100 Quilts


Say that two or three times–it just rolls off the tongue, doesn’t it?

Cara Cara is a type of sweet navel orange that has pinky flesh, and is an early navel variety.  Kumquats are a small sour orange fruit that you pop in your mouth and eat–skin and all–and although it makes your face pucker up when you first bite into it, it leaves your mouth feeling really fresh.  I pull one off our trees out front when I’m going somewhere as it freshens my breath.  Add them together and you get the name of my latest quilt: that pinky-orange 9-patch that I’ve been working on for a while.

My husband held up the quilt this afternoon in bright sunlight, so it’s really on full wattage.  It’s a little more mellow indoors.

The quilting, by Cathy of CJ Designs, is a heart-and-loops design.

The back is pieced, and is a Marimekko fabric from Crate and Barrel’s Outlet Store (which regretfully moved 90 minutes away from my house–how I am supposed to get my quilt backs now?).  This is supposed to be stylized fruits (see the grapes?) but sometimes I wonder if the people in Sweden have different fruit than we do.  Let’s be real: I chose it for the colors.

Yeah, okay.  I’m proud of those corners.

Had enough?

That’s all for Cara-Cara-Kumquat. It’s going on my bed for a while, so I can really enjoy it.


Halfway? There

I think I’m about halfway finished.  I’m glad to be at this point!

A set of papers to grade are coming in Thursday, and I need to pay attention to more school stuff.  Getting this sewn together–with the sashing around the edges–will allow me to take a bit of a break.


Orangey-Pink Quilt

When we dropped off my sister’s quilt at Cathy-the-Quilter’s, Cathy had my orange and pink quilt ready to come home.  I’m just now getting to it.

My original thought was to piece the binding, using fabrics from the quilt.  But after piecing upteem-jillion pieces on my Come A-Round quilt, I’m about up-to-there with piecing.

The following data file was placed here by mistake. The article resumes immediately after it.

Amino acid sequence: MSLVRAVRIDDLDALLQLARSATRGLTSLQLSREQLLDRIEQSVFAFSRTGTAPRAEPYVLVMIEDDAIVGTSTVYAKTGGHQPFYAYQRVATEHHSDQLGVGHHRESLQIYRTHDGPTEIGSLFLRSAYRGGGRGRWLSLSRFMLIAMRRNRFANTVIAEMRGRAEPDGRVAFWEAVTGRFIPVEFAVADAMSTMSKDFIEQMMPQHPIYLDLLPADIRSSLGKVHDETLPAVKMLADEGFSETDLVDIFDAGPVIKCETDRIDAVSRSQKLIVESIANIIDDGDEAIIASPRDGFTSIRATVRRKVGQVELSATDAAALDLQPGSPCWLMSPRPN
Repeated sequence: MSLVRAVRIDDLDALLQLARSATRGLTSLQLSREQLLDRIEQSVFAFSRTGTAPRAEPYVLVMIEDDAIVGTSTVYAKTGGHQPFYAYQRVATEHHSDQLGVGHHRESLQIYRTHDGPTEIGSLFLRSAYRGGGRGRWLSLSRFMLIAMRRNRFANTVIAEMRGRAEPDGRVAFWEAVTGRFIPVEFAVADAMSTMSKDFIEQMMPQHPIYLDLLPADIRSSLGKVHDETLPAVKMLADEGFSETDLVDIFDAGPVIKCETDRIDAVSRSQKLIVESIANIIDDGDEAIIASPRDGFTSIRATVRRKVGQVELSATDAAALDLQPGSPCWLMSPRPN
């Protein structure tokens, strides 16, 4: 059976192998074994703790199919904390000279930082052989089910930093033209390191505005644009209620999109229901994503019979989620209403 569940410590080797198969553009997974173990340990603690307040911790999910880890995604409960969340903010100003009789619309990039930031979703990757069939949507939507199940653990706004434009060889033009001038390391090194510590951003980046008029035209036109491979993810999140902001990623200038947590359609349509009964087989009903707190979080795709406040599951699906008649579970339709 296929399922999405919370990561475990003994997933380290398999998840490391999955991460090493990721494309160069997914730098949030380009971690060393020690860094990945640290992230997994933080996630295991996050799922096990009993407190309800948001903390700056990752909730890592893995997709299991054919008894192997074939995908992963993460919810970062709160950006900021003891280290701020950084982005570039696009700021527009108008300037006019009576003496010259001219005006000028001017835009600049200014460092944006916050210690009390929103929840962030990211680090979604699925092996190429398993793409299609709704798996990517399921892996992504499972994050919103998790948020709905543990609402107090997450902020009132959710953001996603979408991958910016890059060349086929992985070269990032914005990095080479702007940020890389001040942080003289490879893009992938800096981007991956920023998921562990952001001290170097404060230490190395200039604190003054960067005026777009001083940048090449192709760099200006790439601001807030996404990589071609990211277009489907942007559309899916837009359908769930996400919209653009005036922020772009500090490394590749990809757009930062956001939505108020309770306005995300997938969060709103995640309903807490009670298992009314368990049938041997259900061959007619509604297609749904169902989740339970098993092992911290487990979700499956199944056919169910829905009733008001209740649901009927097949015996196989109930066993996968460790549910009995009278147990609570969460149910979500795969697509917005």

So I’m going with this strawberry print by Ann Kelle for Robert Kaufman.  I usually don’t like white-ish fabrics on a binding, but I’m more than happy to use this and not have to piece!  Cathy did a stars-and-loops pattern for the quilting.  She’s terrific.



A Day in the Life. Trying for those first borders. The captions are in the photos.

Not done, but at least I can now go to dinner with my husband.  Our Saturday-night date.

This is what happens when you realize that you’ve cut the piece 16″ and it should have been 16 1/2″.  You piece it.  With whatever scraps you have.  Even though you are creating a new kind of fabric with a two-toned dot.





You know how we feel when we watch an elderly (read: ten years older than my parents) person cross the street, one hesitating step at a time, and there we are in our cars, cheering them on realizing that we are witnessing a tiny heroic moment?

Okay.  Here’s the jump from that metaphor: making a quilt.

And here are some of my tiny steps.

This puzzle shows my pin board, with the last sections of the circles being sewn.  I pull them off, one arc at a time.  I forgot to show paper-piecing instructions, but here’s some of the finishing pictures.

I pin the outside piece to the first arc, then stitch. . .

. . . upside down, with the paper UP.  This is the opposite of what the instructions in the book say, but I found it more helpful to tuck my hand in between the paper-pieced segment and the fabric segment, “pulling” or easing the underneath fabric straight out from the needle, and allowing the paper to dictate my seam allowance.  I don’t go very fast, but have only had one or two puckers in the whole quilt top, so this system must work for me okay.

Then before I rip off all the paper segments (fold back along the stitched line, score with my fingernail, rip), I make a tiny hash mark on the center line, so I can line up the next segment (paper-pieced to fabric).

Here I go again–hand underneath the paper-pieced segment, gently drawing the fabric underneath away from the needle, as I stitch along the paper guidelines.

One of the challenges of this quilt has been controlling the bulk of the seams, as you can imagine.  I finally hit on the system of pressing one segment toward the center, and the next door neighbor segment toward the edge.  Then when they line up, the seam bulk alternates.  Make sure you are consistent all the way around the wheel.  I know there’s that idea about pressing so the wheel looks like it’s floating on top of the pieced background, but I gave up that notion because the bulk was a bigger problem than appearance.

I have to unpick the center stitching lines that are visible just outside the seams.  When paper piecing, I stitched down that line (uneccesary) and now I have a few things to unpick.  But I’m happy with how all the seams are converging in the center.  On the original design (Everyday Best, by Becky Goldsmith and LInda Jenkins), they have dots covering their centers.  I am seriously thinking of leaving those off.

So here it is, as I left it last night: a tiny heroic achievement on the road to the rest of the quilt.